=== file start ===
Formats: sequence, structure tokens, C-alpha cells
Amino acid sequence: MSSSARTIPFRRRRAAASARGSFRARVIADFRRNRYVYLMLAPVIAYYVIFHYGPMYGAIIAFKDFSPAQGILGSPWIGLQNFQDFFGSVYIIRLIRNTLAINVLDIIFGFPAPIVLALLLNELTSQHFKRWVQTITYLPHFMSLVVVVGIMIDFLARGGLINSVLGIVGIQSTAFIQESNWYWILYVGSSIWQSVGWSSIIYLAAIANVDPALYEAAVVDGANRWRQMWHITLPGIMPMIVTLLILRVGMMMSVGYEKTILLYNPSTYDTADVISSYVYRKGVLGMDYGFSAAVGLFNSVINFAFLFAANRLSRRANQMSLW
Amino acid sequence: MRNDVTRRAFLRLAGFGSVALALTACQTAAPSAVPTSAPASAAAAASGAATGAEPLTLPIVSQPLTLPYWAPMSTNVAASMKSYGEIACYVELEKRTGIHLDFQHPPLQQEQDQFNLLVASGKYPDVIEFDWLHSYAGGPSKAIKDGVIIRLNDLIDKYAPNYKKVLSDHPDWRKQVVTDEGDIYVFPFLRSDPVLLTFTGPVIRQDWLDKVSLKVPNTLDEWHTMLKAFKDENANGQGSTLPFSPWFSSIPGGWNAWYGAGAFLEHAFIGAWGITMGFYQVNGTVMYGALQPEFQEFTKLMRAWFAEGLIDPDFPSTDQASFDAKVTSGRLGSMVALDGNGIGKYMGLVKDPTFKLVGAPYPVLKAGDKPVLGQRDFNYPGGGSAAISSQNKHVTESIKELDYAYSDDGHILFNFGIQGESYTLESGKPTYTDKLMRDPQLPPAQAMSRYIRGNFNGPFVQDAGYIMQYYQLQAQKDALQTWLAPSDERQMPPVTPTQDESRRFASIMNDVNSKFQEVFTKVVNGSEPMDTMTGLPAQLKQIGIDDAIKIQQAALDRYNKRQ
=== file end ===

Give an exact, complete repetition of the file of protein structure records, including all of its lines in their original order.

Formats: sequence, structure tokens, C-alpha cells
Amino acid sequence: MSSSARTIPFRRRRAAASARGSFRARVIADFRRNRYVYLMLAPVIAYYVIFHYGPMYGAIIAFKDFSPAQGILGSPWIGLQNFQDFFGSVYIIRLIRNTLAINVLDIIFGFPAPIVLALLLNELTSQHFKRWVQTITYLPHFMSLVVVVGIMIDFLARGGLINSVLGIVGIQSTAFIQESNWYWILYVGSSIWQSVGWSSIIYLAAIANVDPALYEAAVVDGANRWRQMWHITLPGIMPMIVTLLILRVGMMMSVGYEKTILLYNPSTYDTADVISSYVYRKGVLGMDYGFSAAVGLFNSVINFAFLFAANRLSRRANQMSLW
Amino acid sequence: MRNDVTRRAFLRLAGFGSVALALTACQTAAPSAVPTSAPASAAAAASGAATGAEPLTLPIVSQPLTLPYWAPMSTNVAASMKSYGEIACYVELEKRTGIHLDFQHPPLQQEQDQFNLLVASGKYPDVIEFDWLHSYAGGPSKAIKDGVIIRLNDLIDKYAPNYKKVLSDHPDWRKQVVTDEGDIYVFPFLRSDPVLLTFTGPVIRQDWLDKVSLKVPNTLDEWHTMLKAFKDENANGQGSTLPFSPWFSSIPGGWNAWYGAGAFLEHAFIGAWGITMGFYQVNGTVMYGALQPEFQEFTKLMRAWFAEGLIDPDFPSTDQASFDAKVTSGRLGSMVALDGNGIGKYMGLVKDPTFKLVGAPYPVLKAGDKPVLGQRDFNYPGGGSAAISSQNKHVTESIKELDYAYSDDGHILFNFGIQGESYTLESGKPTYTDKLMRDPQLPPAQAMSRYIRGNFNGPFVQDAGYIMQYYQLQAQKDALQTWLAPSDERQMPPVTPTQDESRRFASIMNDVNSKFQEVFTKVVNGSEPMDTMTGLPAQLKQIGIDDAIKIQQAALDRYNKRQ